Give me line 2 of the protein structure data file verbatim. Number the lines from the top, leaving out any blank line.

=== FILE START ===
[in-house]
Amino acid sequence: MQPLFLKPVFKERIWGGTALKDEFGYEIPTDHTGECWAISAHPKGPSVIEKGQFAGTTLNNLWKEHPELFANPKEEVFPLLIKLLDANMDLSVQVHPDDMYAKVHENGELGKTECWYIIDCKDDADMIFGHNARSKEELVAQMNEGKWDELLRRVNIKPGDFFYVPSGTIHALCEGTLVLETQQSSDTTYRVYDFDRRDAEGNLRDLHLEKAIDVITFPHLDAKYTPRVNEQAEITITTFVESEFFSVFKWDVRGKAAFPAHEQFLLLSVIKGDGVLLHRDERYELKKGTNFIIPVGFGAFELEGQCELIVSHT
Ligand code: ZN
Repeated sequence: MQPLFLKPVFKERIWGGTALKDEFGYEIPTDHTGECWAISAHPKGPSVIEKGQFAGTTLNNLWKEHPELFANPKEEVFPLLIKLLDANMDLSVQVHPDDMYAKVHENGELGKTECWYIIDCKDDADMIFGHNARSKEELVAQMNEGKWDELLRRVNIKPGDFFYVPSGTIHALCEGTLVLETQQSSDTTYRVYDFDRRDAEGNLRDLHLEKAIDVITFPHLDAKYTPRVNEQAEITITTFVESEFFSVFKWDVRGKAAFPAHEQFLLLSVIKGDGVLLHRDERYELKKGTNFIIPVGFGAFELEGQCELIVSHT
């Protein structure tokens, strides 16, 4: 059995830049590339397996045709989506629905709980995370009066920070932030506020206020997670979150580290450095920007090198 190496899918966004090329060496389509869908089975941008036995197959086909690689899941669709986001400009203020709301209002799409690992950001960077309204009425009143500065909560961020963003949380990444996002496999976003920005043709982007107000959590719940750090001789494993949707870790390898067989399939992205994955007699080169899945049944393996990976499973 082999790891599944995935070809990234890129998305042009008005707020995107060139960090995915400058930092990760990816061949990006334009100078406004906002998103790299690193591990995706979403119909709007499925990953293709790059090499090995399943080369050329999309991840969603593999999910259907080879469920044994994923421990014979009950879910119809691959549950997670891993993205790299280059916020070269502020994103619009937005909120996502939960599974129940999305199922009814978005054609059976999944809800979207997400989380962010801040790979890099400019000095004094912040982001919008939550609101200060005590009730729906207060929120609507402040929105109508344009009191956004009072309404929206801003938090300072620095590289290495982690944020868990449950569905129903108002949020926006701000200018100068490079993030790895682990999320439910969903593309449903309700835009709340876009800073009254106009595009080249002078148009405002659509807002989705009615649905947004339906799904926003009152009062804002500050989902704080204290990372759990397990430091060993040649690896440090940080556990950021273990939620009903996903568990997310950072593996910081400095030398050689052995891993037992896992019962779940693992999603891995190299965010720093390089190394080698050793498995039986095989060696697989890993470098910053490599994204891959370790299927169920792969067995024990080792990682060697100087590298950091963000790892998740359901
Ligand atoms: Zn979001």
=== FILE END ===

Amino acid sequence: MQPLFLKPVFKERIWGGTALKDEFGYEIPTDHTGECWAISAHPKGPSVIEKGQFAGTTLNNLWKEHPELFANPKEEVFPLLIKLLDANMDLSVQVHPDDMYAKVHENGELGKTECWYIIDCKDDADMIFGHNARSKEELVAQMNEGKWDELLRRVNIKPGDFFYVPSGTIHALCEGTLVLETQQSSDTTYRVYDFDRRDAEGNLRDLHLEKAIDVITFPHLDAKYTPRVNEQAEITITTFVESEFFSVFKWDVRGKAAFPAHEQFLLLSVIKGDGVLLHRDERYELKKGTNFIIPVGFGAFELEGQCELIVSHT